Sunday, August 09, 2009

Love and Suffering

I didn't marry you because you were perfect. I didn't even marry you because I loved you. I married you because you gave me a promise. That promise made up for your faults. And the promise I gave you made up for mine. Two imperfect people got married and it was the promise that made the marriage. And when our children were growing up, it wasn't a house that protected them; and it wasn't our love that protected them - it was that promise.Thornton Wilder, The Skin of Our Teeth

I knew couples who’d been married almost forever – forty, fifty, sixty years. Seventy-two, in one case. They’d be tending each other’s illnesses, filling in each other’s faulty memories, dealing with the money troubles or the daughter’s suicide, or the grandson’s drug addiction. And I was beginning to suspect that it made no difference whether they’d married the right person. Finally, you’re just with who you’re with. You’ve signed on with her, put in a half century with her, grown to know her as well as you know yourself or even better, and she’s become the right person. Or the only person, might be more to the point. I wish someone had told me that earlier. I’d have hung on then; I swear I would. Anne Tyler, A Patchwork Planet

Sometimes, fiction, novels, plays, speak the truth. Eloquently.

The truth that maybe we just need to persevere, to hang on to pray, to work things out.

It is this that creates relationship. Connections. Love.

That helps us all in our calling and in our vocations, married, single, religious, priest.

Those acts of will.

Of giving of time. Of giving of self. Of suffering.

...saints tell us that love and suffering are intermingled.. Margaret Trouncer, The Nun (my current reading)

Yesterday, on the feast day of Blessed Mary Mackillop, one of the friars gave a talk, a reflection on the life of Mother Mary of the Cross. He spoke of her conviction, her courage, her trust in the Church, her love of Jesus, her strength. And thus, of her example for all of us today.

Where is our trust, our strength, our fidelity? In Christ and His Church, we hope, and then in living this out in our vocations. For me, as a woman, a woman called foremost to be a wife and mother. Then in my vocation as a teacher.

Today was the close of National Vocations Week. Today's special emphasis was on the vocation to the priesthood.

The vocation to the priesthood is bound with the vocation to marriage. My thoughts this week on the sacrament of matrimony also leads to thoughts on the sacrament of holy orders.

A story is told of the future Pope Pius X, visiting his 70-year-old mother after being ordained a bishop. She kissed her son’s ring and, suddenly became pensive, looked at her wedding band and said, You would not be wearing that ring if I had not first worn mine. Pope St. Pius X confirmed that experience with his comment Every vocation to the priesthood comes from the heart of God, but it goes through the heart of a mother!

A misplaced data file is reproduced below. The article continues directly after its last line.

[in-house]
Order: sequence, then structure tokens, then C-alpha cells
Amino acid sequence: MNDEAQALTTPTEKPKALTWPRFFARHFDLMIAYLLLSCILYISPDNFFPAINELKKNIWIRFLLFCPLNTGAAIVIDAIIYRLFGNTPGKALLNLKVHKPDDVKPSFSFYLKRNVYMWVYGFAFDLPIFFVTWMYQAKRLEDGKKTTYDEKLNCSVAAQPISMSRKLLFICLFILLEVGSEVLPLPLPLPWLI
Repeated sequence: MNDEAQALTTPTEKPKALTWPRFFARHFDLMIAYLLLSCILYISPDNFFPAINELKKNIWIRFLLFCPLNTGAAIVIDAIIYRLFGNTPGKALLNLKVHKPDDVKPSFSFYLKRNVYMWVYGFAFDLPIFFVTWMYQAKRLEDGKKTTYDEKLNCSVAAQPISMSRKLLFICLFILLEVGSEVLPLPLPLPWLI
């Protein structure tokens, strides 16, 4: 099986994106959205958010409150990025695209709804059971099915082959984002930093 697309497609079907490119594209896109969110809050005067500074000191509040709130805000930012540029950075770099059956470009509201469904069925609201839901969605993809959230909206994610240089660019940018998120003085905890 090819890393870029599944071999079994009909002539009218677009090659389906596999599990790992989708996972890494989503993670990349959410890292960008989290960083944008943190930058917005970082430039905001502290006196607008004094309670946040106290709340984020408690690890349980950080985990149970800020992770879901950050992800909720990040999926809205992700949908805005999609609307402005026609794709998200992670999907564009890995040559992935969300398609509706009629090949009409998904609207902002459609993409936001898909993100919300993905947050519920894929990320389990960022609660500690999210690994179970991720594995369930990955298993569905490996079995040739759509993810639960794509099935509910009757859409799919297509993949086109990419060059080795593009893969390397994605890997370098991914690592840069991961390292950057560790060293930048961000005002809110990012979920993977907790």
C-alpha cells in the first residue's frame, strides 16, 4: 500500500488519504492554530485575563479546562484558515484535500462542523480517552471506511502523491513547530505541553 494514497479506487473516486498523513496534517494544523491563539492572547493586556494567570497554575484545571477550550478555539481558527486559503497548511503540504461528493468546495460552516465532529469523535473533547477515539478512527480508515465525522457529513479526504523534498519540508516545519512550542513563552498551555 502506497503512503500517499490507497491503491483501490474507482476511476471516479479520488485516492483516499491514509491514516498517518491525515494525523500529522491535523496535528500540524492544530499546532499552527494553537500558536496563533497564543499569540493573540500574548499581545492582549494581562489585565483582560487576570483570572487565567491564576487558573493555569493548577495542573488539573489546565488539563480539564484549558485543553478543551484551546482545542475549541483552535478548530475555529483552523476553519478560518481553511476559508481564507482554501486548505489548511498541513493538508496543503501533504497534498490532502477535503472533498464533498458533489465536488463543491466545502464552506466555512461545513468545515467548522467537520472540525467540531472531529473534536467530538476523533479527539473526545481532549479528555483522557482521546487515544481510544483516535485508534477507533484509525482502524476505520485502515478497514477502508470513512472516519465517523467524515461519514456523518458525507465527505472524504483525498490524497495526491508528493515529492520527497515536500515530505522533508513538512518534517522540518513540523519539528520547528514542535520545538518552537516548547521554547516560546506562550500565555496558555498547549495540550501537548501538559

Love and suffering, joy and pain, happiness and worries often go hand-in-hand with each state of life, within each vocation.

Every priest has a mother. Every Christian mother prays and loves , in her vocation as a mother and, for those married, in her vocation as a wife. The vocation of motherhood, the sacrament of matrimony, may thus have a link with the sacrament of holy orders.

So we pray this week for vocations, all vocations, I pray for my vocation, that I live it fathfully, loving and ,yes, suffering. But we pray, I pray, especially also for vocations to the priesthood.

For, as the priest pointed out today during mass, Without the Sacrament of Holy Orders, we would not have the Lord. Who put him there in that tabernacle? The priest. Who welcomed your soul at the beginning of your life? The priest. Who feeds your soul and gives it strength for its journey? The priest. Who will prepare it to appear before God, bathing it one last time in the blood of Jesus Christ? The priest, always the priest. And if this soul should happen to die [as a result of sin], who will raise it up, who will restore its calm and peace? Again, the priest… After God, the priest is everything! … Only in heaven will he fully realize what he is...St John Vianney


Ladybug Mommy Maria said...

Awesome, incredible post, Leonie!

Love it!

Anonymous said...

Just a lovely post, Leonie. Very beautiful. Thank you for sharing it with us.

Theresa said...

Beautiful post, Leonie! Thank you!

Leonie said...

Well, I have been thinking a lot during this week, about vocations - vocations in the general sense, especially to mnarriage and praying for vocations to the priesthood.

Leonie said...

And thanks for your encouragement!!

Tricia said...

Beautiful post Leonie. I just love the quotes you used.

Leonie said...

I love the quote from St John Vianney, that Fr used at mass.

Patty said...

I love the quote from St. Jean Vianney, too! Thanks for posting it, Leonie. I also love the one from Pope St. Piux X about his mother's ring and vocations coming from the heart of God through the heart of a mother.

Chris said...

Powerful words. Thank you

Sue Elvis said...

I once went to the funeral of a priest's father. The cathedral was packed with priests and bishops. I was so struck by the honour paid to the parent of a priest. Yes, without the vocation of marriage, there would be no priests.

I like those wise words about love: love is a verb, not a noun. We repeat this often in our family. God bless, Leonie. Great post!

Leonie said...

Thank you Sue!